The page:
Fitness

Back Lever Tutorial – Two Reasons You Can’t Master It!

Back Lever Tutorial – Two Reasons You Can’t Master It!  Today, I will teach you how to do a Calisthenics move:  Back Lever

 

Progressions

Back Lever involves a lot of muscle,  including: Chest, Front Deltoid, Back, Biceps, Abs and Lower Back.    The steps to learn this move is similar to Front Lever, including:

  1. Tuck Hold
  2. Advanced Tuck Hold
  3. Single Leg
  4. 45° Straddle Leg
  5. Straddle Leg
  6. Straight Leg

 

Skin The Cat

Before you learn this move,  you must learn “Skin To Cat”, which is what I am demonstrating.  Tuck Raise and turn your whole body around, then back to original position.  This is “Skin To Cat”.  This is the position to hold the starting position of Back Lever, aka you tuck your legs to your chest (Tuck Hold).  Make sure keep your waist steady at horizontal level without lifting too high/low.  When you can maintain 10s+, you can move on to next progression.

 

You legs will be stretch out more within progressions.  The more your leg stretched out,  the more tensions will be exerted to your Biceps and Front Deltoid,  Especially the progression on/after Single Leg.  Huge tension will be exerted to your biceps, elbow, front shoulder.  If you don’t know the trick, you will get injured easily.  What is the trick here? Let’s take a look: 1. Execution Detail. 2. Training Planning.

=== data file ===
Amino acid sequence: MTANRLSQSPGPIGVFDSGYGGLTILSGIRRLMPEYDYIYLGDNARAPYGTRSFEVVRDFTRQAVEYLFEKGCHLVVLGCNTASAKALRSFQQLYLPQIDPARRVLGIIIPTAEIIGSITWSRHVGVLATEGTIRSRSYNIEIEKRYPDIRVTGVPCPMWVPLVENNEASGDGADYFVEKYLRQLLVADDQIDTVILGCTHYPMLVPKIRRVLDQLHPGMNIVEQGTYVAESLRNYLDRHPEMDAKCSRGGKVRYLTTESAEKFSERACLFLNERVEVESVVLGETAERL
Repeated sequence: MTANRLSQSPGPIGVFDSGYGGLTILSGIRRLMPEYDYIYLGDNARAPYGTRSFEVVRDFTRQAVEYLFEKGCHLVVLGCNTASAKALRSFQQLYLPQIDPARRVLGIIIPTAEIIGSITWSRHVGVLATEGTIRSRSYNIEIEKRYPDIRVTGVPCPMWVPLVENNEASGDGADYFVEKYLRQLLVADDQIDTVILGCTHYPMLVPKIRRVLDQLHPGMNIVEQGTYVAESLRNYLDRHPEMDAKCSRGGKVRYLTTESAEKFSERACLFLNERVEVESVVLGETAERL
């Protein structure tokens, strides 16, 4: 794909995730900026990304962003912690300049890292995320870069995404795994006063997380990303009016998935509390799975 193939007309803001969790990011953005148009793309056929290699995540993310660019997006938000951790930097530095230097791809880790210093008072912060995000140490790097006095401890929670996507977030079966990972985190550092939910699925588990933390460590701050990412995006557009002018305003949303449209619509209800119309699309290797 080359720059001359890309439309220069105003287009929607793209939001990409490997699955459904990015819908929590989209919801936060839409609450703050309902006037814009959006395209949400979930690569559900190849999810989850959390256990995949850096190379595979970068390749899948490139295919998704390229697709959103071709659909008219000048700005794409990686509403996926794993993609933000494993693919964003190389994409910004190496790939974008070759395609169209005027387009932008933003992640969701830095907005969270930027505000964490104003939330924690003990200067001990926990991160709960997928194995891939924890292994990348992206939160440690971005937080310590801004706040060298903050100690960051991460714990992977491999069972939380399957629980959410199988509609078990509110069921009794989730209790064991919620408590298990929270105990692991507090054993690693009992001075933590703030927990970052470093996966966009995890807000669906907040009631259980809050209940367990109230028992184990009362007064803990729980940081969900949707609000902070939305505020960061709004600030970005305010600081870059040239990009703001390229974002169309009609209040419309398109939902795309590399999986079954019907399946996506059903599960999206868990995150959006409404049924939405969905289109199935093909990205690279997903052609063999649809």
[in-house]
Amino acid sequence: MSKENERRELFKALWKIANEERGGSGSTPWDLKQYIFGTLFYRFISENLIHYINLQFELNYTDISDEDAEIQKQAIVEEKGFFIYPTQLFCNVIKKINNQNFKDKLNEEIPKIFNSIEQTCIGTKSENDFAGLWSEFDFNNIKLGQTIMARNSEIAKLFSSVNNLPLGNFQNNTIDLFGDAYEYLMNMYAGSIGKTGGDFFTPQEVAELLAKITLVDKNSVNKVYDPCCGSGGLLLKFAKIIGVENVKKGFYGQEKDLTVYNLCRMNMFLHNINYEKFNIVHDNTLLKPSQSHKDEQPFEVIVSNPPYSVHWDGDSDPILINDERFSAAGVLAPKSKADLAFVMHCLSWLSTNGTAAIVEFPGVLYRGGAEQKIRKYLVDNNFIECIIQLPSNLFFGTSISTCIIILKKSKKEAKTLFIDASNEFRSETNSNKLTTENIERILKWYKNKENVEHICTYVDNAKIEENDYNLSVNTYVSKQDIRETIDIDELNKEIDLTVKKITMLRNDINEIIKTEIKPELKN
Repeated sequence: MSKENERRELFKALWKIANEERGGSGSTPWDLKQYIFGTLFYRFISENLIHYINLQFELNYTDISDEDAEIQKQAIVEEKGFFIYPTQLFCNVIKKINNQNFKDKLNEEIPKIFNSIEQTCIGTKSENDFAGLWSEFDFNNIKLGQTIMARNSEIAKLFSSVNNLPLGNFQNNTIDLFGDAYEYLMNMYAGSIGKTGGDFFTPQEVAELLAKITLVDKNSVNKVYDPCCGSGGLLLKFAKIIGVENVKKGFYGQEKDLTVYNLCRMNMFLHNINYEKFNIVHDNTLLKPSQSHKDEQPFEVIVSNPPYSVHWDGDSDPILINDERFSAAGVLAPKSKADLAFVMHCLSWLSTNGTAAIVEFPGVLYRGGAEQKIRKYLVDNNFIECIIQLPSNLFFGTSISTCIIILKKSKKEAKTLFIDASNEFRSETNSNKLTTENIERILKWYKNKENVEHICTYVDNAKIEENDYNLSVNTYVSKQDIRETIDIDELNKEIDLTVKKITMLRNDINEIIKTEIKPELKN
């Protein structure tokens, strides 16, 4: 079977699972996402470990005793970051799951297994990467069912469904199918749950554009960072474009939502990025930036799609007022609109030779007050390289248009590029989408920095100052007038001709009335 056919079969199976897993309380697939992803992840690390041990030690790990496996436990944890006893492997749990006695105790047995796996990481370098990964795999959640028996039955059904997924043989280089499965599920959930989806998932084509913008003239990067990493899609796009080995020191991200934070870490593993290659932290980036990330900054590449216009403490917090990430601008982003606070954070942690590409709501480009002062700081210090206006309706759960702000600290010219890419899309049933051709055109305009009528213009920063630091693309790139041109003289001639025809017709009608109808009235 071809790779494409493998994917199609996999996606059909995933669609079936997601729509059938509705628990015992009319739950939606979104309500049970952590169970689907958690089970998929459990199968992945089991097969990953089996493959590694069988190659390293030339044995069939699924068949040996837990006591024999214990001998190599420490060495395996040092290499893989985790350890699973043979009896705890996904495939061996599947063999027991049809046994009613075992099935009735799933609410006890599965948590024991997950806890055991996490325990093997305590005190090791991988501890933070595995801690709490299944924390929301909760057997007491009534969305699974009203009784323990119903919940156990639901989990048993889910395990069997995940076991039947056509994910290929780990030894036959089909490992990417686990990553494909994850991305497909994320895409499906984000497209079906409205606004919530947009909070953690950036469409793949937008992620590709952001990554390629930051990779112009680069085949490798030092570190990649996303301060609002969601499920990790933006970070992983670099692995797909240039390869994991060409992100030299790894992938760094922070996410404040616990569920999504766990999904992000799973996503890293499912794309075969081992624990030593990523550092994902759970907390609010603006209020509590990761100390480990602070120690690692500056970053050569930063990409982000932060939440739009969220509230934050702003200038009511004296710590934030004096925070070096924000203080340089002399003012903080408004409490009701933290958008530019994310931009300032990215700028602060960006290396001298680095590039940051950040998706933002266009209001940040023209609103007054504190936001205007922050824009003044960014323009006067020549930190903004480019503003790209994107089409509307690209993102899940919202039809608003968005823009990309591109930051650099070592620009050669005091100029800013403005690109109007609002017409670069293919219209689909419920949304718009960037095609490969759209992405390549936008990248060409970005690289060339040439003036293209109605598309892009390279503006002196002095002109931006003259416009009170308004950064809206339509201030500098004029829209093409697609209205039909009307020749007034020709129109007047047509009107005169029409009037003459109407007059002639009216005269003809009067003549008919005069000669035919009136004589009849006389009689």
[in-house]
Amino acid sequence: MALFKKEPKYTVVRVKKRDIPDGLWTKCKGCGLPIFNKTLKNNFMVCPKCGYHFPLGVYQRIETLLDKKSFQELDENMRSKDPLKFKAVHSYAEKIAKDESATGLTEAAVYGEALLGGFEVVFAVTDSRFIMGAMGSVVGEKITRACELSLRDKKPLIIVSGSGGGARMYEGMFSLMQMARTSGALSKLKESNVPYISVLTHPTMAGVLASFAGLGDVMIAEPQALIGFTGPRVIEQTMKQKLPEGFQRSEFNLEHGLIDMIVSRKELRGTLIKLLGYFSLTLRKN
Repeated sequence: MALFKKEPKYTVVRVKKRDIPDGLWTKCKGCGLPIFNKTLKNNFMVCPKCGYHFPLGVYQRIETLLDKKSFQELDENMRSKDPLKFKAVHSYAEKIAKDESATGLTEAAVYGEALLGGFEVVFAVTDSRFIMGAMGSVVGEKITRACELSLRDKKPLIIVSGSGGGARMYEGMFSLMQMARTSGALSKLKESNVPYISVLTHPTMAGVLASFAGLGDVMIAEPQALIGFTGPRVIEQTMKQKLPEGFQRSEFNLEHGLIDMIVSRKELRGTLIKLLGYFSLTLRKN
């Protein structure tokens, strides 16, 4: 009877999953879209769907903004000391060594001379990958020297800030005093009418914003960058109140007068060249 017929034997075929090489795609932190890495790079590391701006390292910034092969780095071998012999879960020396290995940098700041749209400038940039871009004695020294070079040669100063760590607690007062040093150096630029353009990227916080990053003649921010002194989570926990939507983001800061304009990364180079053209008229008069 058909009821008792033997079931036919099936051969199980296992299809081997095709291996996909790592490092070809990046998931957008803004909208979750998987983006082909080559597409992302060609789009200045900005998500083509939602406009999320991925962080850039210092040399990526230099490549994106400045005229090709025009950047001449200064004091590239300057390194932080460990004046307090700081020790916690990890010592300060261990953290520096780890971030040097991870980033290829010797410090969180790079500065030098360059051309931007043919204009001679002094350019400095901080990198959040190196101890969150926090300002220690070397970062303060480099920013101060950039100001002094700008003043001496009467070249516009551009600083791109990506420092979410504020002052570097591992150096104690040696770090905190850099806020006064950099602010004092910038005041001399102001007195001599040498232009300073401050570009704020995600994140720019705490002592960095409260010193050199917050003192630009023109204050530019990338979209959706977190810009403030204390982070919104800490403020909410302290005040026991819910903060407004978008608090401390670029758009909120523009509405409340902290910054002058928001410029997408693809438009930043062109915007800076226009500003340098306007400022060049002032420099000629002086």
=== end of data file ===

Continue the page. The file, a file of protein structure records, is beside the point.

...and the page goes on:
Execution Details

Many guys don’t know the execution detail of this move.  We NEED to protract our shoulders and exert maximum forces with the Lats.  This can reduce the risks of injuring yourself on the shoulder joint.  When we in starting position, the first step is to protract and contract the lats.  Of course, depression is also needed.  Shoulder Depression & Retraction.  Squeezing your lats.  Then you can move your legs out.

 

Planning

When you reached progressions like Single Leg.  Huge tensions must be placed to the biceps/elbow.  To handle this, we need a longer rest time between sets.  2-3mins is required.  Within a session, don’t do too much.  Within training days, plan more rest days to let them heal.  In short, if you are a beginner to this exercise, you may probably train it one time per week with 6-8 training sets per session.  You can more more like 2 times/week or more volume after your joint/tension/ligament are strengthened.

 

The reasons why most people struggle to make progress are either

  1. Don’t know how to protract the shoulder and squeeze the lats, making your shoulder joint painful or simply lack of strength.
  2. Train too much and can’t recover properly.  This will hinder the result as well.  In general, you need to let the muscles and joints to recover before you can train again.

 

When you start to getting familiar with this exercise, all you need to do is follow the progressions,  No particular difficulties.  When you reached Progressions like Single Leg, It is hard to see the form by yourself, like the position of the core and leg.  You may need to film yourself and spotted by friends.  Practice and re-adjust continuously, you will one day learn this move.

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